There was a moment toward the end of NYPAY’s panel discussion on ecommerce fraud last week that seized on one of the fundamental questions surrounding the move to automation that is picking up momentum by the day.
As the hour-and-a-half session was winding down, a member of the audience at Deloitte headquarters in New York took a microphone and said: “I have a question about how AI, machine learning, is going to impact ecommerce on the negative side. Is there potential for AI to actually cause a threat and encourage more fraud?”
Panelist Prakas Santhana, Deloitte Consulting’s managing director of payments, integrity, cyber risk services, had a quick and direct answer: “Actually, yes.”
Far from being a buzz kill for the crowd of risk and payment professionals and the panel of fraud experts, the question lit the room up. And it ultimately prompted a debate of the digital-age-old question: Which is better at preventing fraud? Human? Or machine?
First the story that got the room buzzing. Santhana took the risk and payment professionals through a new scenario that Deloitte has been tracking. Sophisticated fraud rings are turning learning machines into allies.
Fraudsters are prompting false positives
“What they’re doing is something very analogous to denial of service attacks,” he explained. The fraudsters have come up with a way to generate legitimate orders that look very much like fraudulent orders, which when placed in large numbers can lead to false positives — or the improper cancellation of legitimate orders.
“So, over a short period you’ll see a burst of of legitimate transactions come through, but they’ll all look like fraudulent orders to the machine-learning algorithm. Meanwhile, the call center has investigated, and of course, they’re all legitimate transactions. So, what’s the next thing that happens?”
The next thing that happens, Santhana said, is customer support calls the fraud manager and tells him or her that the fraud models are not working. They need to be recalibrated so good orders are no longer denied.
“So, they pull the model down for a short period of time and that’s when the attack happens” Santhana explained.
The story brought audible “wows” and muttering from the crowd contemplating the evil genius of it all.
Panelist Stefan Nandzik, who is Signifyd’s vice president of marketing, picked up the thread, explaining that to the questioner’s point, the fact that fraudsters understand that machine learning is being used to detect fraud is exploitable in itself.
“Machine learning, by definition, learns automatically,” said Nandzik of Signifyd, which provides guaranteed fraud protection, a model that promises to reimburse merchants for any approved orders that turn out to be fraudulent. He cited the example of the Microsoft chatbot Tay, which Twitter users trained to become a racist, hateful, machine-learning conversationalist.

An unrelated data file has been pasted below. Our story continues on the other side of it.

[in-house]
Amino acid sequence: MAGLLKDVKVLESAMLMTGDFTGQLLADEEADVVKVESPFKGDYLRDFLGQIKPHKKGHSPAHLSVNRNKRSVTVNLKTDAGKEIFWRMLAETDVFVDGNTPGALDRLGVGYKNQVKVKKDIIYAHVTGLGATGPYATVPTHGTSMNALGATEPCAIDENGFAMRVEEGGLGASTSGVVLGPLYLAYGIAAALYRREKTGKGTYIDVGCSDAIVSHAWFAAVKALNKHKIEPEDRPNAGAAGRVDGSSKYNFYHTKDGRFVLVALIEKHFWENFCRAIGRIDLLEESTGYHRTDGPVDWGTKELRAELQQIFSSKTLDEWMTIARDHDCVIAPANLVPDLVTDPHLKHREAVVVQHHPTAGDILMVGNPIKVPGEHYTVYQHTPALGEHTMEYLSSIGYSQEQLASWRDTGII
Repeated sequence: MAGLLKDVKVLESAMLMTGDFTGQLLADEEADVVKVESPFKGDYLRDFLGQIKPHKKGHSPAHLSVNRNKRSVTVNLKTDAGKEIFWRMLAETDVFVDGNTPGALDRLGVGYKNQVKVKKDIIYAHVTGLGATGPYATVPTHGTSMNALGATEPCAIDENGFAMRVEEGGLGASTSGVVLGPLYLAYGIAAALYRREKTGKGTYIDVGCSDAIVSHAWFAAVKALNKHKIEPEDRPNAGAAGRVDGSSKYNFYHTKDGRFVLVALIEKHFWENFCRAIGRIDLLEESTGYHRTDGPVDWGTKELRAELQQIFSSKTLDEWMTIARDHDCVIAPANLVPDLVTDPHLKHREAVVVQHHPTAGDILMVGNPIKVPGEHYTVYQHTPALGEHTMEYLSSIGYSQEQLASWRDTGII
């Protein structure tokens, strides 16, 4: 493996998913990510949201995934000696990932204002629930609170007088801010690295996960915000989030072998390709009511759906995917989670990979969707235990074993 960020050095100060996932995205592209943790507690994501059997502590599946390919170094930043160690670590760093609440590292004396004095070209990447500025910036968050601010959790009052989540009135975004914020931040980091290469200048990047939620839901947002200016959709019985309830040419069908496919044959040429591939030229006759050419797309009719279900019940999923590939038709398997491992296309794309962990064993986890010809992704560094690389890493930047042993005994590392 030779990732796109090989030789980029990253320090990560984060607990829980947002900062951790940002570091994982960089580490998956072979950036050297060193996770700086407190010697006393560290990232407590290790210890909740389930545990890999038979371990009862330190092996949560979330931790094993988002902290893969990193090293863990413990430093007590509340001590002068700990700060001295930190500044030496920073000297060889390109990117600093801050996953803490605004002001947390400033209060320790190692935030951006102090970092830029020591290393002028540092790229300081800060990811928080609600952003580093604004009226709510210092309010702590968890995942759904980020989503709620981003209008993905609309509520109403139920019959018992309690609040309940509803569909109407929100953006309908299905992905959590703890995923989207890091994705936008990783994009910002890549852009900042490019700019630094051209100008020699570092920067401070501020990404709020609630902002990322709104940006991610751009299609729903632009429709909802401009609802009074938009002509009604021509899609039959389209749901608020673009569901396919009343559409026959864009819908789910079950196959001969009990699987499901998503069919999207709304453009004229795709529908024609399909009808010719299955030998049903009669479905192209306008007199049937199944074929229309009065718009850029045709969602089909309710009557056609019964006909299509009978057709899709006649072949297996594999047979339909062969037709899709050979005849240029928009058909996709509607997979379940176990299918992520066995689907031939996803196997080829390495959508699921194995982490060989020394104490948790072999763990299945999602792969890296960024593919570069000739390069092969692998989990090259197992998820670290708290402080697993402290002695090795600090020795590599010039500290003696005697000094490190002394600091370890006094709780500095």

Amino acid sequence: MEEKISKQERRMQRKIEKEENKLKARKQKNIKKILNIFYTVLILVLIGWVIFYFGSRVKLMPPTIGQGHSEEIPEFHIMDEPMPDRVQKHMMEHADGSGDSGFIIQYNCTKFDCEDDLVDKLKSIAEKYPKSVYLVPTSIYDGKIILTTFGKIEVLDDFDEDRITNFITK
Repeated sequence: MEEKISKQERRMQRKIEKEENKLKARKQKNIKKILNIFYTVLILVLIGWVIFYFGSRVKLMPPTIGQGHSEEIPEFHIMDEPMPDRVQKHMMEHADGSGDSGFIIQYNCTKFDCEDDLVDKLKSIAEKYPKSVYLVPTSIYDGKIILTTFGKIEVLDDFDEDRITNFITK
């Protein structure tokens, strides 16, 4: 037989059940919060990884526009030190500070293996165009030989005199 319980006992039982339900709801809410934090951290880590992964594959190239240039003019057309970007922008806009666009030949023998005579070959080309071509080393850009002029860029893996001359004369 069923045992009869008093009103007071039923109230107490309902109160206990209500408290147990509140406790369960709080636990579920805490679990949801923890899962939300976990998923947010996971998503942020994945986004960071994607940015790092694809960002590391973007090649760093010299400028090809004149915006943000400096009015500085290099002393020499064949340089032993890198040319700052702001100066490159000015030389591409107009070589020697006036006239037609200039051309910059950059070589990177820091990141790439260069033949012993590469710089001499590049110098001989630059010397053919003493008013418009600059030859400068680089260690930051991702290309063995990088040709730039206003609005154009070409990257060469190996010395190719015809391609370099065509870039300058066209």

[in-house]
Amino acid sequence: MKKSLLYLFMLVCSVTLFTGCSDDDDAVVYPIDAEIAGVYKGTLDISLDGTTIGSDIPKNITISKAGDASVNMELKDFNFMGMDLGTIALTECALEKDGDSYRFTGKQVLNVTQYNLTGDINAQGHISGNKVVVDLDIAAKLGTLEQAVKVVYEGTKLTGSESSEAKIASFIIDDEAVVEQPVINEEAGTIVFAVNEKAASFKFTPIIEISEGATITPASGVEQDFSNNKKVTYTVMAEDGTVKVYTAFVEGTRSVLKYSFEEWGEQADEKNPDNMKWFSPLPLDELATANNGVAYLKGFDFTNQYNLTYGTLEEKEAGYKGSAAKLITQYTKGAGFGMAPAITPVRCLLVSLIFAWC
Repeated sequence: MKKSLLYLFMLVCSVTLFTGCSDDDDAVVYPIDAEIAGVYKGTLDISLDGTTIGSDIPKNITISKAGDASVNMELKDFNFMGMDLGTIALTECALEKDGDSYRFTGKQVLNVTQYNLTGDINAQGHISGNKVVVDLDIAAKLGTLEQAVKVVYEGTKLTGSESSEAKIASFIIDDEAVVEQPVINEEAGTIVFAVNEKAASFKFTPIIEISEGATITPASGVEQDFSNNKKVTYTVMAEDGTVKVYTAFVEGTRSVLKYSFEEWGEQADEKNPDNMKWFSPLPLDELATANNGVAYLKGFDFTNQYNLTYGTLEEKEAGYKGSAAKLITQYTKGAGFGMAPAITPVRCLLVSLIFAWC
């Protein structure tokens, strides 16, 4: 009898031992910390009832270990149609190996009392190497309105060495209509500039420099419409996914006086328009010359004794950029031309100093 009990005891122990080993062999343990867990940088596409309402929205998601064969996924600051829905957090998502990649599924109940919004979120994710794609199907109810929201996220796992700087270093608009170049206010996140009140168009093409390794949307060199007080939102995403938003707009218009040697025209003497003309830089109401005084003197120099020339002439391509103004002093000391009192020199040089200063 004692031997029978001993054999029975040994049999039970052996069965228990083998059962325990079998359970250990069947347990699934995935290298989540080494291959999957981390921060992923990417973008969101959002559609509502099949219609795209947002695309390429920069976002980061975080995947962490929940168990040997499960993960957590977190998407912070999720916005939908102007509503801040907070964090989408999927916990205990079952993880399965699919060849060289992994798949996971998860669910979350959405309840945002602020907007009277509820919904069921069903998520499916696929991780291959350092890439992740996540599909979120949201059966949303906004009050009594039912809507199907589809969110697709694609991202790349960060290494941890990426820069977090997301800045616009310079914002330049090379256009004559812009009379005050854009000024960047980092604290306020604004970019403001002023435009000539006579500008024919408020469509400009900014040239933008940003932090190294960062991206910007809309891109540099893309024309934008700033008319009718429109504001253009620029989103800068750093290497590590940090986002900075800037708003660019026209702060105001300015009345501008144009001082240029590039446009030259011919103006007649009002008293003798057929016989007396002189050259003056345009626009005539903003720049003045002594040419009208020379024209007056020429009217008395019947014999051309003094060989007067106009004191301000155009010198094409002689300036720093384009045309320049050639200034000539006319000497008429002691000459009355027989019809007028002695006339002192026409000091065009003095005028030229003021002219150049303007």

“It wasn’t hacked,” Nandzik said. “It was just retrained. The same kind of practice can happen in fraud prevention as well. All of that is exploitable by the fraud side because they now understand really well how these decisions are made and how you could nudge the machine to think differently about it.”
Humans are a key element in fraud protection
Which is where the humans come in. Nandzik seconded a comment earlier in the evening that focused on the role of a trained fraud analyst, someone who has the experience and intuition to anticipate a change in the way fraudsters are attacking retailers and others.
Colin Sims, the CFO of Forter, another fraud protection company, said he wanted to make it clear that it isn’t just machine learning models that can be exploited. Humans can be fooled, he said, as can fraud protection based on static rules-based systems.
“Certainly, anything is exploitable by someone that is sophisticated enough,” he said.
He got no argument from Santhana of Deloitte or Nandzik. Rather their point was that machine learning is not a silver bullet either.
In fact, the answer is to combine the best of humans — their intuition, instinct intelligence and domain expertise — with the best of machines — their ability to operate at incredible speed and scale all the while learning from every interaction. In other words, when a chatbot starts mouthing off, there should be a human there who can anticipate that mischief might happen and understand how to mitigate the outside factors that are training the machine in ways contrary to its purpose.
Or in fraud prevention, it means having humans who are able to step in when a machine is baffled by a scenario it has not encountered before. The human is there to help the machine get the most out of itself as it constantly improves. The machine is there to amplify the knowledge, the skill and intelligence of the human expert.
In the end, it’s a beautiful relationship. All brought to light by one question at the end of a long night.
Photo by iStock
Contact Mike Cassidy at firstname.lastname@example.org; follow him on Twitter at @mikecassidy.